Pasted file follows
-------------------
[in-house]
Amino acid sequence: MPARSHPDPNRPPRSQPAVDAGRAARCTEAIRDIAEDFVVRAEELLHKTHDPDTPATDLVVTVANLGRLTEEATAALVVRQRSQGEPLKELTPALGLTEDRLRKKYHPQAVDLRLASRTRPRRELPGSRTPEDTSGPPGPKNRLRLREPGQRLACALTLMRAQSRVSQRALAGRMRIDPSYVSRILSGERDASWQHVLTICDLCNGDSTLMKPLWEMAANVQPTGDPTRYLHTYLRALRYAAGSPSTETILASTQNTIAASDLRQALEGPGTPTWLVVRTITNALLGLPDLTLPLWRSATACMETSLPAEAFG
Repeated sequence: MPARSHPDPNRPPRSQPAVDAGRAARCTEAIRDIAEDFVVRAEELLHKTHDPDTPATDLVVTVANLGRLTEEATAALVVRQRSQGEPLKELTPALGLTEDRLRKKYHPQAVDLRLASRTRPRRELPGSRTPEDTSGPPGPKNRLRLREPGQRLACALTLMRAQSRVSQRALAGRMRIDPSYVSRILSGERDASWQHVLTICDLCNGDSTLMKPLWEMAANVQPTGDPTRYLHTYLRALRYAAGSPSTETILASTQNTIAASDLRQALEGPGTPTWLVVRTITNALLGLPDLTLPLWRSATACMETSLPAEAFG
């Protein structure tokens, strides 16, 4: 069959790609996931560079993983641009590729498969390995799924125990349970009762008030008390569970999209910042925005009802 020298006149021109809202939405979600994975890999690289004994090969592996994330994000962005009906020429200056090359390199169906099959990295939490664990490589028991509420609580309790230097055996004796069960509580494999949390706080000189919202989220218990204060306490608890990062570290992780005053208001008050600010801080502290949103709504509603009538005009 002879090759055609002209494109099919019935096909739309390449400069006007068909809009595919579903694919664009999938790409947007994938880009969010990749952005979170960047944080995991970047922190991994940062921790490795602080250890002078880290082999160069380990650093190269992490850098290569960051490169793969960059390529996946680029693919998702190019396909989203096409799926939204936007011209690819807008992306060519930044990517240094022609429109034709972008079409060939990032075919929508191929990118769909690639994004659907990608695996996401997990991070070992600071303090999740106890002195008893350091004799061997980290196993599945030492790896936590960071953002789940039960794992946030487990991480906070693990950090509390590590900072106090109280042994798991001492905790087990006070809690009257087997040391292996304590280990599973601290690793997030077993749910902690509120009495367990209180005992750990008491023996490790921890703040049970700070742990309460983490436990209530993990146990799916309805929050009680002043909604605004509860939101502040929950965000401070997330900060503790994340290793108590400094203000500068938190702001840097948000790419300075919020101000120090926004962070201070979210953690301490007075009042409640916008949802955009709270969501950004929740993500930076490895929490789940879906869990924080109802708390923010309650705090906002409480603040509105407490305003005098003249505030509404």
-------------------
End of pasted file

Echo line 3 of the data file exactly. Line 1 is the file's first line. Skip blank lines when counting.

Repeated sequence: MPARSHPDPNRPPRSQPAVDAGRAARCTEAIRDIAEDFVVRAEELLHKTHDPDTPATDLVVTVANLGRLTEEATAALVVRQRSQGEPLKELTPALGLTEDRLRKKYHPQAVDLRLASRTRPRRELPGSRTPEDTSGPPGPKNRLRLREPGQRLACALTLMRAQSRVSQRALAGRMRIDPSYVSRILSGERDASWQHVLTICDLCNGDSTLMKPLWEMAANVQPTGDPTRYLHTYLRALRYAAGSPSTETILASTQNTIAASDLRQALEGPGTPTWLVVRTITNALLGLPDLTLPLWRSATACMETSLPAEAFG